“This is just another way to communicate with people and let them know what’s going on, and get more people active and engaged in the public square,” said the conference’s executive director, Jenny Kraska.

The conference, which serves as the lobbying and public policy arm of the three Catholic dioceses in the state, is supported by the Archbishop’s Catholic Appeal (ACA).

Involvement in civic activity including voting and participating in the legislative process is a right and duty, she said.

“We’re lucky that the Colorado bishops take that as seriously as they do,” Kraska said. “In order to be a part of that we do need funding from ACA to be involved and be a constant presence.”

Jenny Kraska, executive director of the Colorado Catholic Conference, advocates for Catholic issues important to the Colorado community.

Jenny Kraska, executive director of the Colorado Catholic Conference, advocates for Catholic issues important to the Colorado community. Photo by Nissa LaPoint/DCR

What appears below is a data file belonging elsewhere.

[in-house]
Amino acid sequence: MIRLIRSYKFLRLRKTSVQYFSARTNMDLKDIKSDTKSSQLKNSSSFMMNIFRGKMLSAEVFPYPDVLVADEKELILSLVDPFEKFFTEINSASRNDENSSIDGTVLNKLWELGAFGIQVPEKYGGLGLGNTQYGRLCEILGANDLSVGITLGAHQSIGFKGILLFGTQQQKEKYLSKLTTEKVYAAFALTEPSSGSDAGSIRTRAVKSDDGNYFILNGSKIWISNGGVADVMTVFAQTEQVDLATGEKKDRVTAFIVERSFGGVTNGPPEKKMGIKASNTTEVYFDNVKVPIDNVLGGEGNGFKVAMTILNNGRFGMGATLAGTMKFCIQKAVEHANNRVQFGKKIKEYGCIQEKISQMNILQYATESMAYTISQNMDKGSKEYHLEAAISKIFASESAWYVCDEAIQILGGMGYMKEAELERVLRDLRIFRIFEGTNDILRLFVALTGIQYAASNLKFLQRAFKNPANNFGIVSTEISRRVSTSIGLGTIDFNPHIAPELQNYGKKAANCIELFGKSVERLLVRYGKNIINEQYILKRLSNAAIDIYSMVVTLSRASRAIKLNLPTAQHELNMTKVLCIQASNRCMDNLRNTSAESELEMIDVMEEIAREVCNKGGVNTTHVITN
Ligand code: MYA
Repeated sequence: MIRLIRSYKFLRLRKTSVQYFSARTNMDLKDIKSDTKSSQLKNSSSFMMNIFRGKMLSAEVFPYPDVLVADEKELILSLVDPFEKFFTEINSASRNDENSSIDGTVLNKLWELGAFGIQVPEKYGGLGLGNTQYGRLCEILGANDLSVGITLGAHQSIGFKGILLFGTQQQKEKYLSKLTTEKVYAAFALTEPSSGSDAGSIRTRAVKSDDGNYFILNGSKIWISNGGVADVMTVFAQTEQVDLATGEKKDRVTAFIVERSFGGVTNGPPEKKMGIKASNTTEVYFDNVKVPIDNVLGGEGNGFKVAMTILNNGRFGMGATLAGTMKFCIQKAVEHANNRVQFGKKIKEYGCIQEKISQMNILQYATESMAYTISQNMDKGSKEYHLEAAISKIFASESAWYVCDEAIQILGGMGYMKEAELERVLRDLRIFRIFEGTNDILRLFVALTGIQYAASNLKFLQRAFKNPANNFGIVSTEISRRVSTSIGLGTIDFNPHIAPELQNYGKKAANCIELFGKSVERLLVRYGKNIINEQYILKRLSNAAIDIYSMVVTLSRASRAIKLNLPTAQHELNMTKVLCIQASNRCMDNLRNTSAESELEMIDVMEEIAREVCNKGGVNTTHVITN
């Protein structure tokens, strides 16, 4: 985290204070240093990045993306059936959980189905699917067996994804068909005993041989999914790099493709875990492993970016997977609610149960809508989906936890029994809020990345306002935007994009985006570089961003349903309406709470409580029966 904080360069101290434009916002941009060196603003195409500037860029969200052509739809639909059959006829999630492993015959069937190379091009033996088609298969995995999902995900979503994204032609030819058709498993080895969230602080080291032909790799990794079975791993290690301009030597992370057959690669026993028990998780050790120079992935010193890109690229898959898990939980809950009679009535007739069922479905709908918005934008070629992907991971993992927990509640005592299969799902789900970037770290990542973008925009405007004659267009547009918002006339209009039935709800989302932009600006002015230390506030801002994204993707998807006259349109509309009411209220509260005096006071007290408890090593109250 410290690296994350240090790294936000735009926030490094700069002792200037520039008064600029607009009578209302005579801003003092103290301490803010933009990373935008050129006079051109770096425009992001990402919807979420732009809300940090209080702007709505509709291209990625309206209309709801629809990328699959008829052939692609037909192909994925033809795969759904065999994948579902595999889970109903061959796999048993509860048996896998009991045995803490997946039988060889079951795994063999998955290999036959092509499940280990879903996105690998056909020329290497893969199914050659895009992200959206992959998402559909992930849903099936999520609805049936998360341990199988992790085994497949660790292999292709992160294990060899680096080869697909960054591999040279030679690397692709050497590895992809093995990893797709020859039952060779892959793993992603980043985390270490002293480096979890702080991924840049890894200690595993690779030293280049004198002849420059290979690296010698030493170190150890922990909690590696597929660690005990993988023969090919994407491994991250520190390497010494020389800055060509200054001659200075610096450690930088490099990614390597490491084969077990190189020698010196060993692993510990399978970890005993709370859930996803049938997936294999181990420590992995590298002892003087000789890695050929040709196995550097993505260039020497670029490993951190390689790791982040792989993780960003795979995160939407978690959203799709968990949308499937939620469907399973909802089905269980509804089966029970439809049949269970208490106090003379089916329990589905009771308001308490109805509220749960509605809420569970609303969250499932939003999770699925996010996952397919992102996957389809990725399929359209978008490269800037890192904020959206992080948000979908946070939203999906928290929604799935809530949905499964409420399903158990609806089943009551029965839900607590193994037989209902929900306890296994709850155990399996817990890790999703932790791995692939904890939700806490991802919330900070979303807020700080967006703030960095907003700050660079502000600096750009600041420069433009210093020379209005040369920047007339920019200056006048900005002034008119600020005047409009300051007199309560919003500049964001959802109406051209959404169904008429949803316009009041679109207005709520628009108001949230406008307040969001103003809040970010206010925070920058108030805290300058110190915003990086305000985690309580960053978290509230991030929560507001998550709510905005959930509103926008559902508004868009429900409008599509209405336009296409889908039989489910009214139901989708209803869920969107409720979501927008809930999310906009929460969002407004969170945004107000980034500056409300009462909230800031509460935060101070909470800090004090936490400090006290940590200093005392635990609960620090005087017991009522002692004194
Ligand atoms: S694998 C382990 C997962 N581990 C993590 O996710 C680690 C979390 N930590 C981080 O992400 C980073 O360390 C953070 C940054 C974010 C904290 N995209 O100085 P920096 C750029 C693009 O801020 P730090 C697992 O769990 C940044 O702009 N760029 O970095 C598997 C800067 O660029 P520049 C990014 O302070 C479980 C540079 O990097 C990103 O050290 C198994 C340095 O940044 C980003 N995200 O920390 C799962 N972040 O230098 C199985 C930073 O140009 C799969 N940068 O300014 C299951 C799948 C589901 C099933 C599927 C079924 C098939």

Kraska, an attorney from Minnesota, said she is the only full-time, faith-based advocate of issues at the state Capitol.

“When the Colorado Legislature is in session, I’m at the Capitol lobbying on behalf of issues that are important to the Catholic Church statewide—everything from the most foundational issue of life, marriage and religious liberty to other issues like immigration, Catholic schools, cemeteries and bingo,” she explained. “The Catholic Church touches on a lot of aspects of our lives whether we realize that or not.”

In the last legislative session, Kraska rallied against the abortion-rights Senate Bill 175 and organized a gathering of nearly 1,000 to join Denver’s Archbishop Samuel Aquila and Greek Orthodox Father Ambrose Omayas in praying for the protection of life outside the Capitol downtown. The bill was defeated.

“It’s one of those things I will never forget. Opportunities to defeat a piece of legislation that is that horrific come along maybe once or twice in a public policy career,” she said.